Although not usually painful (not many pain nerve endings in the anal canal), it is recommended that the patient drinks plenty of water, eat a high-fiber diet, and/or take stool softeners to ease bowel movement. Nevertheless, some people experience discomfort after the procedure.

In some rare instances, a small group of people experience clotting of an external hemorrhoids as the result of rubber banding an internal one, or have bleeding complications.



A popular method twenty years ago, cryosurgery has fallen out of favor because of the pain and possible complication involved.

Here, internal and external hemorrhoids are frozen and destroyed by a cryoprobe, which uses nitrous oxide or liquid nitrogen as freezing agents. The liquid nitrogen circulates through a system of tubes and cools the tip of the cryoprobe to freezing temperature.

The hemorrhoids can either be directly frozen or be ligated first. In either case, local anasthesia is usually used to deaden the pain.

Cryosurgery can be more painful than other medical surgeries. Furthermore, the open wound can become infected and for as long as a couple of weeks after surgery, patients can have abnormal rectal discharge or foul odor which may require the use of absorbent pads.


Sclerotherapy or Injection Therapy

In sclerotherapy, a sclerosing or hardening agent is injected into the base of a smaller bleeding internal hemorrhoids to cut blood circulation to the rest of the veins. It is often the preferred method of treatment for older patients, whose veins are more fragile.

The sclerosing agent is basically a scar-producing chemical solution that causes hemorrhoids to shrivel up.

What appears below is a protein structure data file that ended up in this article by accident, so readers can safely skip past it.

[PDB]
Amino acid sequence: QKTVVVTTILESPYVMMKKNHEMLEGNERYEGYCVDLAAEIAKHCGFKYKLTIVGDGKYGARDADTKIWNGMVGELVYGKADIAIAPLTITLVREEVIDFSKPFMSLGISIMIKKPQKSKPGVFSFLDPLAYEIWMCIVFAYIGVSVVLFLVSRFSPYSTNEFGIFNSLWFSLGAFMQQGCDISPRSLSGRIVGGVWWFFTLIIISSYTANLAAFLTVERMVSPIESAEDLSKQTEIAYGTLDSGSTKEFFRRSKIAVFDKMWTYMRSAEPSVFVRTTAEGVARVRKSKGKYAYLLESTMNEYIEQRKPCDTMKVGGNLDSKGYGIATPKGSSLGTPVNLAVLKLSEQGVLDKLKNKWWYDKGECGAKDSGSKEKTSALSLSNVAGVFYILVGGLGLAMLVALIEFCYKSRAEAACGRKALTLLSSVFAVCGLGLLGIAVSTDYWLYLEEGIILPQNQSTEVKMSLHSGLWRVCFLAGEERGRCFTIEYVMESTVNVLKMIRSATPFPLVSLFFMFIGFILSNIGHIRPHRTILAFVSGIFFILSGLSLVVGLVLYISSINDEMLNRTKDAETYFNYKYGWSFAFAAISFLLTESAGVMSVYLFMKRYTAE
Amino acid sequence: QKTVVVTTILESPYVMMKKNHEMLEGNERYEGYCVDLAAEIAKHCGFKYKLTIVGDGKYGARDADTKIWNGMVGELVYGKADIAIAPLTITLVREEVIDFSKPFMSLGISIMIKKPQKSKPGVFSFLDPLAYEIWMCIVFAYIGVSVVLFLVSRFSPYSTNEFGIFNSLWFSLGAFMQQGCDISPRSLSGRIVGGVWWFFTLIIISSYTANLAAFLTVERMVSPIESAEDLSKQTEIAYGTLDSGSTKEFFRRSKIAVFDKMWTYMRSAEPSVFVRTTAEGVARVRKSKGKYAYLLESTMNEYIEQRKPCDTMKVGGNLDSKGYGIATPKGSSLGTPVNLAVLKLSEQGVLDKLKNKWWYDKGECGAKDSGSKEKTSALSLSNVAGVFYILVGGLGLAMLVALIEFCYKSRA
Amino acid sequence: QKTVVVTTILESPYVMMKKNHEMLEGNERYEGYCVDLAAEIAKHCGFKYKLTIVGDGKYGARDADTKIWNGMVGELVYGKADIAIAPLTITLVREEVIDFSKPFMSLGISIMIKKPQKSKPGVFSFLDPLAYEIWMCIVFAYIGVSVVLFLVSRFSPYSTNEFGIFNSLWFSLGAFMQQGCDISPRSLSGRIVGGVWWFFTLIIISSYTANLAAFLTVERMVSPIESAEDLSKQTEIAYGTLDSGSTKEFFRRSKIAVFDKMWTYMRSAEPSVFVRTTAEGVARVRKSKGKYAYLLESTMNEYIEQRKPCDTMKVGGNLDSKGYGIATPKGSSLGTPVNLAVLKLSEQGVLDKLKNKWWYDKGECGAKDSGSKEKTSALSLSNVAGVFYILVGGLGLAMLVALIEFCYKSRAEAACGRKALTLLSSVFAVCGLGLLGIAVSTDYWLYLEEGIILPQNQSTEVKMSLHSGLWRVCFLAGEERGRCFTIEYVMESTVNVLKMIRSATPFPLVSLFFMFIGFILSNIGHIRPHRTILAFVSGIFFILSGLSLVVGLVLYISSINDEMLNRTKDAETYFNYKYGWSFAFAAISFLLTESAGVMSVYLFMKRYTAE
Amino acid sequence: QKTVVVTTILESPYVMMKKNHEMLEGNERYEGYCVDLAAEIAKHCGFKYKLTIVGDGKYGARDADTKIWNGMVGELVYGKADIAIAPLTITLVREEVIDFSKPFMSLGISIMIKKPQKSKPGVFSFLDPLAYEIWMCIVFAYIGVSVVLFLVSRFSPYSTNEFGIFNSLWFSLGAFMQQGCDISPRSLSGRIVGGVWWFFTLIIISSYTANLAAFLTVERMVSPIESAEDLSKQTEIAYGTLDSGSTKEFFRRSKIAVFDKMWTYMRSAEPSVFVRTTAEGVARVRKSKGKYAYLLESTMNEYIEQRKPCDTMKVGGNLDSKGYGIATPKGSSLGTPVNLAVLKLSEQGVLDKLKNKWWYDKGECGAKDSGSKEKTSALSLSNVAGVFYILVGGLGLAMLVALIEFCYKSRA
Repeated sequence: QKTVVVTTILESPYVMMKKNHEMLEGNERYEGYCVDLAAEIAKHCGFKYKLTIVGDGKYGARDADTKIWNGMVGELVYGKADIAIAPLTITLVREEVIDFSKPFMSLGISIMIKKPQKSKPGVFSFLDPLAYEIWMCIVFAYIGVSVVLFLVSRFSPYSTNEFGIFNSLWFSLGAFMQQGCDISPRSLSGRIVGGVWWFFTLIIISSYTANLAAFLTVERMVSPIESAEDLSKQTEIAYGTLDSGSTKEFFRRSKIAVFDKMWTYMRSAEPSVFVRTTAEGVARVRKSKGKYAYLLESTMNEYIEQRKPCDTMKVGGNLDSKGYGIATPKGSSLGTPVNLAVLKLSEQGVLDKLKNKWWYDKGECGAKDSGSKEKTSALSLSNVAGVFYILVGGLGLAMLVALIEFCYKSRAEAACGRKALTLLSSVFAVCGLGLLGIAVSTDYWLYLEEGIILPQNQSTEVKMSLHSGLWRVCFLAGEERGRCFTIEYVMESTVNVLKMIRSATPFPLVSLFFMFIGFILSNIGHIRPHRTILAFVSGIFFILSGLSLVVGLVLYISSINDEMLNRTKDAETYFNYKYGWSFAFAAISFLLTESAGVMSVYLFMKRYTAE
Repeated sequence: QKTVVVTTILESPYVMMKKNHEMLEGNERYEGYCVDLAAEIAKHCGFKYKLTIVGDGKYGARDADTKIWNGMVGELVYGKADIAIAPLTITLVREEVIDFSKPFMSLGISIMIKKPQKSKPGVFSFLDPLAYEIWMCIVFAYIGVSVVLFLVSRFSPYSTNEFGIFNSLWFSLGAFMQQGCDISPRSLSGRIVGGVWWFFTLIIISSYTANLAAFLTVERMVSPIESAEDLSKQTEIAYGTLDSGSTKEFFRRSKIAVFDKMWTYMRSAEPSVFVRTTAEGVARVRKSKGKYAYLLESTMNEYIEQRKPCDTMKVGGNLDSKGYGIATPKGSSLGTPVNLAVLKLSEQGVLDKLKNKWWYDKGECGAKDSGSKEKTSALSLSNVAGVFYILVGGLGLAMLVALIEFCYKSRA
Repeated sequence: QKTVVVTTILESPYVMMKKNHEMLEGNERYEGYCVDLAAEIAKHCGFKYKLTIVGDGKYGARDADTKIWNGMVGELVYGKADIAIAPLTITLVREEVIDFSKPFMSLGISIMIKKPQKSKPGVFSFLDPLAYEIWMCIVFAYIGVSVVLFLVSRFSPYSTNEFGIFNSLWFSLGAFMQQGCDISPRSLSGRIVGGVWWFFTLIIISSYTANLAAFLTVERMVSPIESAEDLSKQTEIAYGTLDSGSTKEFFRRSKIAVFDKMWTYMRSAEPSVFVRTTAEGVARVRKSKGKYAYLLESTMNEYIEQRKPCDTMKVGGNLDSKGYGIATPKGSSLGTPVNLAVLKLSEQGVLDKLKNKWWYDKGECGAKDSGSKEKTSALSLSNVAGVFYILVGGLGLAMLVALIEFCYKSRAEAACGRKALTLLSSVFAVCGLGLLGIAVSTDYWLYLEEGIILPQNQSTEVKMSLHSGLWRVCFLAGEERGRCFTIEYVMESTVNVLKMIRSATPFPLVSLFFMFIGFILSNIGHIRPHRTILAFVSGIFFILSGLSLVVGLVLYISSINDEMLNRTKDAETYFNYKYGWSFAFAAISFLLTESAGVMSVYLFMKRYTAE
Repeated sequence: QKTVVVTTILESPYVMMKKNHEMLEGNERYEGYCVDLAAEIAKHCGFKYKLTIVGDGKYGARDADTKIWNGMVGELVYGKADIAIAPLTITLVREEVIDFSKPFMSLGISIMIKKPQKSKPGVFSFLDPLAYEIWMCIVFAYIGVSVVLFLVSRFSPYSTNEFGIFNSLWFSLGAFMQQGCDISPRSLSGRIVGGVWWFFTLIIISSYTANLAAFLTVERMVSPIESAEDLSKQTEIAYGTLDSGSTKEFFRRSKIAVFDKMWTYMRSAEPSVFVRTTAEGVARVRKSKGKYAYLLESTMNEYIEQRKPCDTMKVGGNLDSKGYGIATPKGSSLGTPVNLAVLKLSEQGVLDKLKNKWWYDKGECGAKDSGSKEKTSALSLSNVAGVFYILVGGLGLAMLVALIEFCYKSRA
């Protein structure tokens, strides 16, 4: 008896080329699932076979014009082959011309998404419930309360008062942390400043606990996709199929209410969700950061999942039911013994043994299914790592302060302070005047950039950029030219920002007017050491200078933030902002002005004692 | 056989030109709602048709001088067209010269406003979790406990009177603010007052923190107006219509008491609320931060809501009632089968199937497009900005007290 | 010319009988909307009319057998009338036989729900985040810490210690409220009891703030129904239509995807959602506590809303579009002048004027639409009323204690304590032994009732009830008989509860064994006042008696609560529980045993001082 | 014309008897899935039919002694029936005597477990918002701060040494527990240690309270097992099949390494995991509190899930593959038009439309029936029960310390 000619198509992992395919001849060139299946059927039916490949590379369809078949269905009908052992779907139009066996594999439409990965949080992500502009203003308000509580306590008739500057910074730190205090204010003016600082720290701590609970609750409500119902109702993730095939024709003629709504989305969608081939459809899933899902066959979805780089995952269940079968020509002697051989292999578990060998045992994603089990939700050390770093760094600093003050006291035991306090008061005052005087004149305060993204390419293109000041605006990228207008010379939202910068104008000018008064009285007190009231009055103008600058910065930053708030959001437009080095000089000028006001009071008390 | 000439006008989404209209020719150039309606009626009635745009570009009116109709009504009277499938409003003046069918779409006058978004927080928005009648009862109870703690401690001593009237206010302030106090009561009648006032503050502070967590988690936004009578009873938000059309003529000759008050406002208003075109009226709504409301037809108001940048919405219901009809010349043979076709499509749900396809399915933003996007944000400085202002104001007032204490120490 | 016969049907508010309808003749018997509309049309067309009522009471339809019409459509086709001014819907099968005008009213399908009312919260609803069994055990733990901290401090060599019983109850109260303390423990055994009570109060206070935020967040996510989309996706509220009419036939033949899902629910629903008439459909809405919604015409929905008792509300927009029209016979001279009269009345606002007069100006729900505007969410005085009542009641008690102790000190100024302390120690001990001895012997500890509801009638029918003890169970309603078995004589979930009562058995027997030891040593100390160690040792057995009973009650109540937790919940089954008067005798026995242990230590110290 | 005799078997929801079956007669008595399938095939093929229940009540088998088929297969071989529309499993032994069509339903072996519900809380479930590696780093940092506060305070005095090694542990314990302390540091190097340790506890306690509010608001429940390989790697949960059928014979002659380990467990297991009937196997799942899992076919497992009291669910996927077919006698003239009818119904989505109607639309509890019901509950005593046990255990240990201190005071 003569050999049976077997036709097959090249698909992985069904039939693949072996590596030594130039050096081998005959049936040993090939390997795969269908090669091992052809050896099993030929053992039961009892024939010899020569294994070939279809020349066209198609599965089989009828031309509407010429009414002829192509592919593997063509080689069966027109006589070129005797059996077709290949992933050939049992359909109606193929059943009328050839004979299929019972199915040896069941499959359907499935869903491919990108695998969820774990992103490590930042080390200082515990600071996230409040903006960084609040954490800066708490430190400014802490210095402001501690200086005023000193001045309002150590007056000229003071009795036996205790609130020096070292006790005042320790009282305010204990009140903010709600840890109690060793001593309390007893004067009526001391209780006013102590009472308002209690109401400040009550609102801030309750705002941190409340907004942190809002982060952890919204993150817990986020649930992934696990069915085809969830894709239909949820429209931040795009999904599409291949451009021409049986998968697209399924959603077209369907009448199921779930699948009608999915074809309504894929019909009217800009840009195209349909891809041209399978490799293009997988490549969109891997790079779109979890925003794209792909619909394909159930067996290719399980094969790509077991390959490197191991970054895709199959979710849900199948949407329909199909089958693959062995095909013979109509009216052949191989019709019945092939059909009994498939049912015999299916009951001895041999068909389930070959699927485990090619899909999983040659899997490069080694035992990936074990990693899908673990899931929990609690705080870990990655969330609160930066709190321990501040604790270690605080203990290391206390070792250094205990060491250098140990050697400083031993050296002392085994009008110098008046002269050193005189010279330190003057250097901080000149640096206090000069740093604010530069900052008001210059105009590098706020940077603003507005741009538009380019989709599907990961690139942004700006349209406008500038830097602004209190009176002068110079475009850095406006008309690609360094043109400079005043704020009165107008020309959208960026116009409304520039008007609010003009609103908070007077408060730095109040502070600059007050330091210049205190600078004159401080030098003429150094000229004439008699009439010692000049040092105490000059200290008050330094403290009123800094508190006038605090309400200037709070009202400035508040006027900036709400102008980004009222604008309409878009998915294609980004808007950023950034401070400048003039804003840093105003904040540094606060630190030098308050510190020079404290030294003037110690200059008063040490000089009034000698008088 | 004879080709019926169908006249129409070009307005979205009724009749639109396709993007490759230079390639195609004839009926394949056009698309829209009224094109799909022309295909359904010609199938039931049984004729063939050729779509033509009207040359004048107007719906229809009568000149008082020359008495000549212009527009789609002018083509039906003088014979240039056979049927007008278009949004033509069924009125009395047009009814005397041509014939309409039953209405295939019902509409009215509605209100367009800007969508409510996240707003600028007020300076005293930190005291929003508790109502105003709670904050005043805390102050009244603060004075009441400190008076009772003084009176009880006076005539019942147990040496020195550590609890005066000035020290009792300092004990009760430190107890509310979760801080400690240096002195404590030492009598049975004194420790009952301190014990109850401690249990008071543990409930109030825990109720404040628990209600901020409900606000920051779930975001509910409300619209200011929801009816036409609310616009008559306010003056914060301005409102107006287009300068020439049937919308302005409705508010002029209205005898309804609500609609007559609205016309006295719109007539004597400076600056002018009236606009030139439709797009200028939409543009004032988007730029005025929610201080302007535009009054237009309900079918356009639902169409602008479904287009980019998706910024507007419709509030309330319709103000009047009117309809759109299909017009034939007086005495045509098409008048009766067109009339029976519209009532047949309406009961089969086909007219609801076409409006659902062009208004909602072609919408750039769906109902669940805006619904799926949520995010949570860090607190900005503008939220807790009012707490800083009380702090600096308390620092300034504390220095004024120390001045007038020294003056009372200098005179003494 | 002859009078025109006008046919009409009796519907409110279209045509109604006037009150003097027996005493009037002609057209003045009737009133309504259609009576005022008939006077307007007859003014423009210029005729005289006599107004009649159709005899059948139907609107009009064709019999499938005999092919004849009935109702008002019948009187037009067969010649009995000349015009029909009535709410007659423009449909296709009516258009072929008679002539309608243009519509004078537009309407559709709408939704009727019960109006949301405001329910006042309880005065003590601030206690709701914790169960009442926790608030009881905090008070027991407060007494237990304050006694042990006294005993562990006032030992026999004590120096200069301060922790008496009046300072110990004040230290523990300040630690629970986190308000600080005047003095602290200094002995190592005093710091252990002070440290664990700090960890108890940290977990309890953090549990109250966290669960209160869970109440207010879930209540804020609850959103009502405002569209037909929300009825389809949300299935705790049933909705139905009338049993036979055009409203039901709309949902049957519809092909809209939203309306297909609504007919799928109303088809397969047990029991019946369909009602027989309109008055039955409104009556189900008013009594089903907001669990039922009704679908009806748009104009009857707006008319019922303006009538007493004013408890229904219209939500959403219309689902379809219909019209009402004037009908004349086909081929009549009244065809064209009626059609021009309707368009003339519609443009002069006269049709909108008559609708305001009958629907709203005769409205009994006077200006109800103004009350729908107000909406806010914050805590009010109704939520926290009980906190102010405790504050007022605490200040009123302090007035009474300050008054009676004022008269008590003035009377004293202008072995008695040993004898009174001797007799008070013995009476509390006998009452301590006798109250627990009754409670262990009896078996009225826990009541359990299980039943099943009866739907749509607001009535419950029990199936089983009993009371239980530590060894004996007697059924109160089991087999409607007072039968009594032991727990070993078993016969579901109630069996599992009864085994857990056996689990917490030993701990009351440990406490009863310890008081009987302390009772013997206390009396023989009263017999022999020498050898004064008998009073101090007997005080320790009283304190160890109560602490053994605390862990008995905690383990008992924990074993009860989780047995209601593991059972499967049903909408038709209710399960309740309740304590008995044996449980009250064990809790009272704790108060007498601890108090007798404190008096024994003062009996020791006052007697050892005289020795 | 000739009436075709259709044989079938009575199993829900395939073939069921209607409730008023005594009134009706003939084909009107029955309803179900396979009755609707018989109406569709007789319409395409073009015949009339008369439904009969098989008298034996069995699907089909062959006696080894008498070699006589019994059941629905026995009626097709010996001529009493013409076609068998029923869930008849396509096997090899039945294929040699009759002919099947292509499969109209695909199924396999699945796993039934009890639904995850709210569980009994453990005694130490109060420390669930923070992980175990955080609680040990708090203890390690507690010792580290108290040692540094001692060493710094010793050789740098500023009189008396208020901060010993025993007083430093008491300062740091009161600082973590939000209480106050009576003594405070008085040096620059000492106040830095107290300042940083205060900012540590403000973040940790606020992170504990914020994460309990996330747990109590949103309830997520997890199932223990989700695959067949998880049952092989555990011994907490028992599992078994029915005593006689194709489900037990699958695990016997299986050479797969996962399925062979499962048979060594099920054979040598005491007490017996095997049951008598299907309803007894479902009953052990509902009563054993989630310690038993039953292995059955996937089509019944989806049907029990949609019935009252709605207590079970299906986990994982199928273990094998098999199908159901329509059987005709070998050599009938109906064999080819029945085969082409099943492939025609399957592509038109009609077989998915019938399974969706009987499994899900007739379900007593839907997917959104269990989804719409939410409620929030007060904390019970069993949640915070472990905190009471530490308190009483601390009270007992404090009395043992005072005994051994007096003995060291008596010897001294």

In contrast to rubber banding, sclerotherapy can be applied to multiple areas at once. However, it is not as effective as rubber band ligation on larger hemorrhoids. Also, in very rare situation, sclerosed hemorrhoids can develop abscesses or other complications.


Infrared and BICAP Coagulations

In these procedures, infrared light and electric current are used to cauterize or burn off smaller hemorrhoids. However, because they are new and some patients feel pain due to the heat involved, these coagulation procedures are not yet popular.



A true surgical procedure, hemorrhoidectomy is usually reserved for severe cases of hemorrhoids. It is recommended for an internal hemorrhoid that is unusually large and troublesome, or for an external one that is large, very painful, or causes severe itching.

Surgical hemorrhoidectomy can be done by using scalpels or lasers. It requires anasthetic and hospitalization. Here, surgeons cut off the hemorrhoids and close the cut with stitches. Usually, a small anal pad is placed on the anus to absorb drainage. Post-surgery recovery period usually last three to ten days in the hospital and one to four weeks at home.

Although rare, complications from hemorrhoidectomy can include severe pain, inability to defecate, heavy bleeding, narrowing of the anal canal (called stricture), cleaving of the anal canal (called fissure formation), and scarring. If improperly done, surgeries can destroy essential nerve endings, which leave patients with the inability to tell flatulence apart from the urge to eliminate.